The President’s provocation
About the most memorable and controversial of statements President Manuel Luis Quezon made as president of the Philippine Commonwealth was that one where he declared: “I would rather have a government run like hell by Filipinos than a government-run like heaven by Americans.” Quezon would eventually confide to a gathering of students and civic leaders: “I want to tell you that I have, in my life, made no other remark which went around the world but that.” But he went on to clarify that the remark was “not an admission that a government run by Filipinos will be a government run like hell,” much to the amusement of his audience. “Much less can it be an admission that a government run by Americans or by the people of any other foreign country, for that matter, can ever be a government run like heaven.”
After all, forgotten in the hubbub that the first part of his provocative statement made was Quezon’s immediate clarification that he preferred a government of and by Filipinos because “however bad a Filipino government might be, we can always change it.” Which dovetails neatly with Quezon’s insistence that the Philippines and Filipinos were ready for full-fledged independence and democracy.
Now to the present day. What did President Duterte exactly mean when he recently declared that if the Philippines could not stand on its own feet to defend our territory, “we have no business being a Republic”? Instead, he said, “you might as well choose. We can be a territory of the United States or a province of China.”
Malacañang at once rushed to clarify the meaning behind the President’s troubling words. Spokesperson Salvador Panelo sought to parse the President’s remarks: “He’s just saying, if we cannot run the government by ourselves, then we should have ourselves colonized. That’s what he meant.”
Panelo was apparently referring to criticisms of Mr. Duterte’s abrupt decision to abrogate the Visiting Forces Agreement (VFA) forged with the American government in 1999. The scrapping of the VFA, critics had said, placed the Philippines in a dangerous position, vulnerable to attacks from foreign hostiles without the deterrent of American military support.
Opposition to the President’s decision, widely perceived to be a rash reaction to the cancellation of Duterte stalwart supporter Sen. Ronald “Bato” dela Rosa’s US visa, is apparently wider than it appears. A majority of the Duterte Cabinet have expressed dismay at the VFA abrogation, Senators Panfilo Lacson and Richard Gordon have said, while remarks made by the President himself hint at unease within the ranks of the military despite their reassurances that our armed forces could very well defend the country.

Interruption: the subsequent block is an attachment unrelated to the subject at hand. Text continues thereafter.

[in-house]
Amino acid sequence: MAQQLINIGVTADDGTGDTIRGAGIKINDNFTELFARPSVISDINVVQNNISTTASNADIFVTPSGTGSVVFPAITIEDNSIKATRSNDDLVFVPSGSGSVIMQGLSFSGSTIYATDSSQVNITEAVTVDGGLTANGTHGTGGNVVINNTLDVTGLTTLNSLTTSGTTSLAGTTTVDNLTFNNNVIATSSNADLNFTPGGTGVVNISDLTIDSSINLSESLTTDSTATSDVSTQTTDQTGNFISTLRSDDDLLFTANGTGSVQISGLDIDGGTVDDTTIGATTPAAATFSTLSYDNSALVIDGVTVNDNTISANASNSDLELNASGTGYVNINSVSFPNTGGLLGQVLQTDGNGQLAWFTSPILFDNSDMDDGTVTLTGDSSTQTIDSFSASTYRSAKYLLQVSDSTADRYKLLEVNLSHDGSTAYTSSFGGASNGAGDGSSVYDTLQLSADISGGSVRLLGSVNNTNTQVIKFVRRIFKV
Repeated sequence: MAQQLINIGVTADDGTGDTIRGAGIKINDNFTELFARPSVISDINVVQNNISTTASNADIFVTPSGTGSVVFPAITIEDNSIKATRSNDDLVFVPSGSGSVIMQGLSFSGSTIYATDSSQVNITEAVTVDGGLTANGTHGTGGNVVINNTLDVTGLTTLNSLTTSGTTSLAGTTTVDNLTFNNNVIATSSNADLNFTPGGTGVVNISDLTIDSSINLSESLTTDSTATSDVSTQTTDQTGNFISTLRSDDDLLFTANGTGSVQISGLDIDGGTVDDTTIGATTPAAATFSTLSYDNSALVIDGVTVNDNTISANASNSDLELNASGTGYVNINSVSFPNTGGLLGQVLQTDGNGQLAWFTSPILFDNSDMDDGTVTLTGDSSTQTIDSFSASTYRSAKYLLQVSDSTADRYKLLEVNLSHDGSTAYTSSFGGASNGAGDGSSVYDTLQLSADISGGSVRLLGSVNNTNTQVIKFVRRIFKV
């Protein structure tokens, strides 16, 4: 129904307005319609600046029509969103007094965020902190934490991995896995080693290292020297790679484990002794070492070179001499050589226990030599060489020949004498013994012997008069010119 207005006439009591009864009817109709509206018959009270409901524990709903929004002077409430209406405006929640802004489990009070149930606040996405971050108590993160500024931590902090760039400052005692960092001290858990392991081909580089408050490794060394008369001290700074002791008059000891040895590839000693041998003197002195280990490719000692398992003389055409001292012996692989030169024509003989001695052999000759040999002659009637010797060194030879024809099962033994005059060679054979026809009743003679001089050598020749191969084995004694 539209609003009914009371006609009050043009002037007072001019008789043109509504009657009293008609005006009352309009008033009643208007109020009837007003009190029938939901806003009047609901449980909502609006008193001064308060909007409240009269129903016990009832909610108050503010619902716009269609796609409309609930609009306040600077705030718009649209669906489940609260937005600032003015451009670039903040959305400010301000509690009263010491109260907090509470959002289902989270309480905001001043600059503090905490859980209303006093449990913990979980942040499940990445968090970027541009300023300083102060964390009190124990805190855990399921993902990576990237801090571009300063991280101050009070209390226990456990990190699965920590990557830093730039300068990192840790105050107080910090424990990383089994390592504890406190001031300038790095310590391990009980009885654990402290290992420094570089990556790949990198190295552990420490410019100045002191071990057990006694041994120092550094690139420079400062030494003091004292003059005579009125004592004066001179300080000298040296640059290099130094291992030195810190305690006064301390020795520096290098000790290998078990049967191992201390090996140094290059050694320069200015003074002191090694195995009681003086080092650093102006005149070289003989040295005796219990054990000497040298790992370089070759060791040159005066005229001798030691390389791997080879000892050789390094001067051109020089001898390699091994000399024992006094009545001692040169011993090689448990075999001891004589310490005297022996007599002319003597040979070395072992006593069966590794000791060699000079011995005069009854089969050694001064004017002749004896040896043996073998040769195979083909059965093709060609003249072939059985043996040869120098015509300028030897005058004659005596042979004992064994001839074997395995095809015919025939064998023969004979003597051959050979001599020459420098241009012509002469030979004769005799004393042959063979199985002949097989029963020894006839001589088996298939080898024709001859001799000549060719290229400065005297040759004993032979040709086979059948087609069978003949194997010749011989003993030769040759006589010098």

But why must we choose between the United States and China like a toddler seeking succor in times of trouble? Kabataan party list Rep. Sarah Elago pointed out that the country need not choose between the two superpowers, asserting that “we need to choose the Philippines.” Her colleagues among the progressive party list coalition supported her declaration, saying that the Philippines needs to take a “principled position” to show that “it could stand on its own feet because it really is capable of doing so.”
MLQ, in the days before the war, gave voice to his provocative insistence on full independence from the United States even if it meant living under a government “run like hell” by Filipinos. Mr. Duterte today opens the door to recolonization or appeasement, making it appear that dominance by either China or the United States is the only option for our security needs. Of course, since he’s cut ties with the United States, it’s clear where his true sympathies lie. In fact, given that the President’s remarks were made in the wake of the abrogation of the VFA, it appears he’s planting in the Filipino public’s minds the possibility of nothing less than Chinese co-optation.
Is this any way for the leader of a supposedly independent republic to talk about his country’s freedom and sovereignty? But then there’s our current reality—tolerance and encouragement of illegal online gambling operations by Chinese firms; the related social and criminal evils of illegal entry, kidnapping and extortion; the weak-kneed response to aggression and territory-grabbing in the West Philippine Sea; even the much-delayed response and reluctance to temporarily ban travelers from China at the height of the COVID-19 contagion. Under this administration, the specter of the Philippines becoming what Mr. Duterte has repeatedly and casually mentioned—a “province of China”—seems to be fast coming to fruition.
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